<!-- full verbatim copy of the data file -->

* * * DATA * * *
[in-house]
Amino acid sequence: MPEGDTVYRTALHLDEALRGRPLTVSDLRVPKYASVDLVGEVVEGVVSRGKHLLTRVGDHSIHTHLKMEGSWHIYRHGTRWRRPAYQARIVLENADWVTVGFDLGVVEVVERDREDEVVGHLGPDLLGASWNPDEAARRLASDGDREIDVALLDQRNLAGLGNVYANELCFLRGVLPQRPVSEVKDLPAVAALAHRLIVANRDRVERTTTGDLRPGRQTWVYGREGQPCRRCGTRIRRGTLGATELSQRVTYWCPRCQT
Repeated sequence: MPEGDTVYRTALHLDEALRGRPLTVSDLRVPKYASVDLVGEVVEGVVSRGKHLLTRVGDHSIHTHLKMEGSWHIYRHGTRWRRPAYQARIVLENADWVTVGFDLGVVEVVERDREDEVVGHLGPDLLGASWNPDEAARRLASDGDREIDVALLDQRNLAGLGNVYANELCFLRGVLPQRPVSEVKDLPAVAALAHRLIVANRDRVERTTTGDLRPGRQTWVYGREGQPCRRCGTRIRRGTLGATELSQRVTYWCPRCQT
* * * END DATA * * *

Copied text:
[in-house]
Amino acid sequence: MPEGDTVYRTALHLDEALRGRPLTVSDLRVPKYASVDLVGEVVEGVVSRGKHLLTRVGDHSIHTHLKMEGSWHIYRHGTRWRRPAYQARIVLENADWVTVGFDLGVVEVVERDREDEVVGHLGPDLLGASWNPDEAARRLASDGDREIDVALLDQRNLAGLGNVYANELCFLRGVLPQRPVSEVKDLPAVAALAHRLIVANRDRVERTTTGDLRPGRQTWVYGREGQPCRRCGTRIRRGTLGATELSQRVTYWCPRCQT
Repeated sequence: MPEGDTVYRTALHLDEALRGRPLTVSDLRVPKYASVDLVGEVVEGVVSRGKHLLTRVGDHSIHTHLKMEGSWHIYRHGTRWRRPAYQARIVLENADWVTVGFDLGVVEVVERDREDEVVGHLGPDLLGASWNPDEAARRLASDGDREIDVALLDQRNLAGLGNVYANELCFLRGVLPQRPVSEVKDLPAVAALAHRLIVANRDRVERTTTGDLRPGRQTWVYGREGQPCRRCGTRIRRGTLGATELSQRVTYWCPRCQT